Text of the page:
A popular New Brunswick tourist attraction, a marvel of engineering and an important part of the province's heritage will be no more after this week – at least in its current location.
Mary Kennedy, who owns Octopus Ice Cream in St. Martins, said crews beginning to take down the historic Vaughan Creek Covered Bridge on Monday were attracting an audience.
"It's sad to see it go – that's for sure," said the business owner, who was part of the group that fought to halt its replacement through letter-writing campaigns and petitions.
In January, the Government of New Brunswick announced plans to replace the bridge with a two-lane structure designed as a new, wooden covered bridge. The Vaughan Creek covered bridge had been closed for several years after being deemed unsafe for heavy traffic.
"At the same time, there has to be an alternative that functions better," Kennedy said. "It is a bittersweet transition, saying goodbye to the old and welcoming the new."
Built in 1935, the landmark bridge holds a special place for the residents and businesses of St. Martins. Kennedy recalled swinging off the rafters in the summers when she was young.
As the second-most visited covered bridge in New Brunswick, according to the Covered Bridges Conservation Association of New Brunswick, the structure attracts a significant number of tourists.
About a four-minute walk to the Hardscrabble Covered Bridge, it's also known as the only spot in the world where two covered bridges and a lighthouse exist together.
But Kennedy said she isn't concerned the bridge's demise will lead to a drop in tourism numbers.
"I definitely think the new bridge will add to the tourism here because it will allow for the kind of traffic flow that's necessary," she said.
Ray Boucher, president of the Covered Bridges Conservation Association of New Brunswick, said while many people are upset, the group was able to reach a compromise with the province so that a new covered bridge would be built in its stead.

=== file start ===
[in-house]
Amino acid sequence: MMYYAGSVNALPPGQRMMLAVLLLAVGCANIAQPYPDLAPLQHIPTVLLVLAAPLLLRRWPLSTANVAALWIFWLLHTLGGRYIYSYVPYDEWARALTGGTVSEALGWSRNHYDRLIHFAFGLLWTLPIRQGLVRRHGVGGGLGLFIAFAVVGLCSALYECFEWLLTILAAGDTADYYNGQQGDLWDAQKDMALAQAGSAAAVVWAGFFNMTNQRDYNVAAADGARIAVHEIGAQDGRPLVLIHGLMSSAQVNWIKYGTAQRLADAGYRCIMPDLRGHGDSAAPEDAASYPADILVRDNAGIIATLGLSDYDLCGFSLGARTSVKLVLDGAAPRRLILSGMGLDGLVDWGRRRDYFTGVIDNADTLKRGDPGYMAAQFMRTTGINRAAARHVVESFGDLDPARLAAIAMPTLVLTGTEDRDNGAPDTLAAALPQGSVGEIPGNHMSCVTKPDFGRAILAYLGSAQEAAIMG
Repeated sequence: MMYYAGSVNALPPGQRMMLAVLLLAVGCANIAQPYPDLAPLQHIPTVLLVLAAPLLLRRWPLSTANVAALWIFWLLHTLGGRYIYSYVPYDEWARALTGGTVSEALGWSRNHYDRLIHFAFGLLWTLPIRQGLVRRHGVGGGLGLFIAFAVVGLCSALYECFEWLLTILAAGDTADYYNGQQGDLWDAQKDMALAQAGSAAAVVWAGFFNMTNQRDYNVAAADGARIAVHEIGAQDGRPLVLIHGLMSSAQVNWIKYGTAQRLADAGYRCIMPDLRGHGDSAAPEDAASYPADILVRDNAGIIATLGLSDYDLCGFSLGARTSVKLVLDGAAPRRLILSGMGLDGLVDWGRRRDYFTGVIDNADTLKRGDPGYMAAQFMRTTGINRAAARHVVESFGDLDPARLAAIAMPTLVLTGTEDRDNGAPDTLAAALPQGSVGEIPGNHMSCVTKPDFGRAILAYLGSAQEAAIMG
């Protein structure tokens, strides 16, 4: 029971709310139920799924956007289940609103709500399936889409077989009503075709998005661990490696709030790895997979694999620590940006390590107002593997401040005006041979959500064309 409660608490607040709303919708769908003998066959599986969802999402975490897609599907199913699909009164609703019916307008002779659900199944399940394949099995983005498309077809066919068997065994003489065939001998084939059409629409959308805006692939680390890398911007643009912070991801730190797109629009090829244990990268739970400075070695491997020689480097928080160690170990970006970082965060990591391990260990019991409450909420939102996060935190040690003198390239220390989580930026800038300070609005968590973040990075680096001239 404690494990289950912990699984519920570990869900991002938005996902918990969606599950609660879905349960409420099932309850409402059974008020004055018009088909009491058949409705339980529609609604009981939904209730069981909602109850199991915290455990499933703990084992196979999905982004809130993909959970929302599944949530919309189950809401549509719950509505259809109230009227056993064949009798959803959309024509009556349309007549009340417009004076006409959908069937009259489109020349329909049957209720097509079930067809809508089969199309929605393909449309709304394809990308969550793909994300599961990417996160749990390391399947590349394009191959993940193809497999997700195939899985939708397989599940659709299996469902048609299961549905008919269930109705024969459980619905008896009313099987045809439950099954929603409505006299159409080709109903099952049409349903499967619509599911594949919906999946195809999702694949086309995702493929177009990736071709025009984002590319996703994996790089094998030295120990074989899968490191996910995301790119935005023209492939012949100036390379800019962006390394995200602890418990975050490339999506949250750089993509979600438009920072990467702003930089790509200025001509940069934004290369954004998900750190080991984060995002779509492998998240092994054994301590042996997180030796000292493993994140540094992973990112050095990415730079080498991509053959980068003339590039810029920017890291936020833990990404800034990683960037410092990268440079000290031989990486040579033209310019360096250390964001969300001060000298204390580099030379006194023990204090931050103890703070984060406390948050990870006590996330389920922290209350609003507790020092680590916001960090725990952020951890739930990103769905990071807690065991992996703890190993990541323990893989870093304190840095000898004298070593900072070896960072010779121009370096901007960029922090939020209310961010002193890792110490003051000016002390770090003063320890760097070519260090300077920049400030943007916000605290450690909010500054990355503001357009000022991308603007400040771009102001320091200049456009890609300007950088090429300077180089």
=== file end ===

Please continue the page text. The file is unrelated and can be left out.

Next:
"The replacement is a true covered bridge, not a steel, concrete phony so that we are building heritage for later," Boucher said. "Although the bridge is coming down, it is not being destroyed completely. They are saving, if not all of it, a part of it to be re-used elsewhere."
In the 1950s, there were 340 covered bridges in New Brunswick, he said. Now there's only 58.
"They are an engineering marvel. When you consider, especially, that they were built without cranes and bulldozers," he said. "They were built using hand tools and chainsaws and horses."
Mark Taylor, a spokesperson with the Department of Transportation and Infrastructure, said the covered bridge's facade will be saved and given to the Village of St. Martins.
The construction of a new bridge, which is designed to accommodate modern traffic, such as commercial trucks, tour buses, vehicles, pedestrians, and cyclists, is set to begin in October, Taylor wrote in an email. It’s expected to open in the summer of 2022 – depending on the weather.
"The department investigated various options, from a concrete bridge with a wooden cover housing to a bridge entirely constructed out of wood," he wrote. "The chosen option is a modern wooden-covered bridge, built to the current roadway and bridge codes and standards."
He said the new structure also respects the history of the province's popular covered bridges, as well as the St. Martins community.
"Building such a large structure out of wood is new to New Brunswick, and complex in nature. However, the department is taking all the necessary steps to mitigate any challenges as well as addressing any concerns brought forward."
Robin Grant, Local Journalism Initiative Reporter, Telegraph-Journal